Medical Description

Asherman’s Syndrome can strike any woman undergoing virtually any intra uterine procedure. But this condition, which can cause permanent infertility, remains largely unheard of among the public. Many specialists believe it is significantly under diagnosed and expect greater use of modern diagnostic techniques to recognize an increasing number of cases in the future.

A hysteroscopic study in the Netherlands appears to bear this out (Westendorp et al, 1998). The study, which aimed to assess the prevalence of adhesions after a D&C operation, found 40% of women in the study group developed Asherman’s Syndrome. Other studies suggest that 1 in 100 postpartum D&Cs result in Asherman’s. But women undergoing uterine surgery are very rarely informed of any risk to their fertility.

Asherman’s Syndrome is uterine scarring which most commonly develops after a D&C performed shortly after a miscarriage or birth. It can also be caused by an abortion, caesarean section and myectomy, or from an infection in the uterus, including Chlamydia, or the presence of a foreign body such as an IUD. In its severest form, the uterine walls adhere or the cavity fills with scar tissue but whether mild or severe, Asherman’s usually causes infertility and the loss of or reduction in menstrual flow.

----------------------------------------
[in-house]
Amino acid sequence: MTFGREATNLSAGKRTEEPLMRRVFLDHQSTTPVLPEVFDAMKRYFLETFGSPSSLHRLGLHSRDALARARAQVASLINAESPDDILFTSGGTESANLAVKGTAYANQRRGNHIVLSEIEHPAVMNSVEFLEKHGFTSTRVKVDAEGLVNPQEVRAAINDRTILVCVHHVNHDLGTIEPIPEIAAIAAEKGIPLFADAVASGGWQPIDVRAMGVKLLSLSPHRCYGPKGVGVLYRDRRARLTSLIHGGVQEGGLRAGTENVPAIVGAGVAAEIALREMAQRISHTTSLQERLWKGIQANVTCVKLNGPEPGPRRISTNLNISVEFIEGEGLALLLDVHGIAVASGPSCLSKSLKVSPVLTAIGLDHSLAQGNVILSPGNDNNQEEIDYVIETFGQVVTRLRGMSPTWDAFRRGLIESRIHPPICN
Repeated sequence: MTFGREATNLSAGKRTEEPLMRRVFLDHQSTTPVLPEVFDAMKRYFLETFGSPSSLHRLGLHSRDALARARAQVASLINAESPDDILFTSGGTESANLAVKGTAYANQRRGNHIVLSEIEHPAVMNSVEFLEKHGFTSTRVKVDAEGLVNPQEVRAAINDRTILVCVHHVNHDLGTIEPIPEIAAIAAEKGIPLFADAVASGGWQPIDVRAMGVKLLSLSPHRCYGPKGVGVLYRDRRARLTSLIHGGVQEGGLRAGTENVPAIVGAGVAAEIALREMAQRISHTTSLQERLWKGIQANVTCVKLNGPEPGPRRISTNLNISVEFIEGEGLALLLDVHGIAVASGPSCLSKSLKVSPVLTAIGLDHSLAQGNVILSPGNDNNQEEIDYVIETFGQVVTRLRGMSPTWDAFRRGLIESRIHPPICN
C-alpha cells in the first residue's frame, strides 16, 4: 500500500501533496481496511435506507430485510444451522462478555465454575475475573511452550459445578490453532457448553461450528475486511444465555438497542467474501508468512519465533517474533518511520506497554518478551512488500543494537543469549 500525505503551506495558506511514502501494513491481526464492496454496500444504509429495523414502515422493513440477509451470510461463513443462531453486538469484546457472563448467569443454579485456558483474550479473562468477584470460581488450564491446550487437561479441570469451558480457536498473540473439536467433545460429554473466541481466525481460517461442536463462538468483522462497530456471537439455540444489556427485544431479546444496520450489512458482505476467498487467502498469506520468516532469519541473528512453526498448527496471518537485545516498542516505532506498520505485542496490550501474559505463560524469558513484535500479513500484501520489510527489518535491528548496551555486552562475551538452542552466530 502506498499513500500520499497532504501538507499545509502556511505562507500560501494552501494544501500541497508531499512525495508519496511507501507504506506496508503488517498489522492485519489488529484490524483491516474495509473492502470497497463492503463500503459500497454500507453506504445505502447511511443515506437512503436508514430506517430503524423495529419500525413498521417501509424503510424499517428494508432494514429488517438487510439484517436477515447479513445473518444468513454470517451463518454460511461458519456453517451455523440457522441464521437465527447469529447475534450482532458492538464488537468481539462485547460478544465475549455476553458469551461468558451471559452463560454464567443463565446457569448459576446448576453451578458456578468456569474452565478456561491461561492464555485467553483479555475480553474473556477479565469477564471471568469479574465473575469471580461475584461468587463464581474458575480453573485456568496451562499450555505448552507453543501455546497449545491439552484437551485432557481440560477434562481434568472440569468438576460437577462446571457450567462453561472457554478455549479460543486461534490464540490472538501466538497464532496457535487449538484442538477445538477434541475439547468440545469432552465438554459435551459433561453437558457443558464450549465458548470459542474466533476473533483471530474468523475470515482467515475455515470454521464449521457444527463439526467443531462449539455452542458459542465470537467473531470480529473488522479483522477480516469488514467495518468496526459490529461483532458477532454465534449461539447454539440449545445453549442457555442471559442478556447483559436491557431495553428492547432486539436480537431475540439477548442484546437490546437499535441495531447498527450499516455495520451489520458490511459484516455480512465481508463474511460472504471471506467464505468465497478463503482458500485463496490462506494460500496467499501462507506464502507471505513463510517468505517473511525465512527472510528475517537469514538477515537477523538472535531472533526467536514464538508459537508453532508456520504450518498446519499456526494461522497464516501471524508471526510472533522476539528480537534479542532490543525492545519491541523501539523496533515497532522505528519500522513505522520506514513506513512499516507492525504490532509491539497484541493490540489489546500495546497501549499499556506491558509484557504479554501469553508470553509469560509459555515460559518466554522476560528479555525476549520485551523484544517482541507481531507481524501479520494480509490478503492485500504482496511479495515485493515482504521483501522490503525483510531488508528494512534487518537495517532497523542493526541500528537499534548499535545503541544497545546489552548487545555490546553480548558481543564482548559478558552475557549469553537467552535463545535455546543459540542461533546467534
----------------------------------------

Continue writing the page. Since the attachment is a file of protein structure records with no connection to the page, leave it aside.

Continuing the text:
The condition is thought to be under diagnosed because it is usually undetectable by straightforward diagnostic procedures such as ultrasound scan. A hysteroscopy is the most reliable method for diagnosis and as this method of examining the uterus telescopically becomes more widely used, some doctors believe the incidence of Asherman’s will rise. Another reason given for under diagnosis is that the symptoms of Asherman’s are often mistaken for other disorders. Although lighter, or absent periods can indicate the presence of adhesions, some women’s menstruation continues largely as normal. This means it can take years for a woman to be accurately diagnosed.

Hysteroscopy for Asherman’s treatment is a difficult operation that often needs to be repeated because of the tendency for scarring to reform. However, it can in some cases restore fertility although future pregnancies usually become much higher risk.

Many sufferers say that women should be alerted to the warning signs of Asherman’s following surgery and claim that greater awareness of Asherman’s among the medical profession and women would be a crucial step towards prevention, earlier diagnosis and more successful treatment.


Westendorp IC, Ankum WM, Mol BW, Vonk J. (1998) Prevalence of Asherman's syndrome after secondary removal of placental remnants or a repeat curettage for incomplete abortion.
Hum Reprod. 1998 Dec;13(12):3347-50.

Click here to see photos from a hysteroscopy to remove adhesions. The first two photos show adhesions, the third photo shows a microscissors removing the adhesions, and the fourth photo shows the uterus after removal of adhesions.

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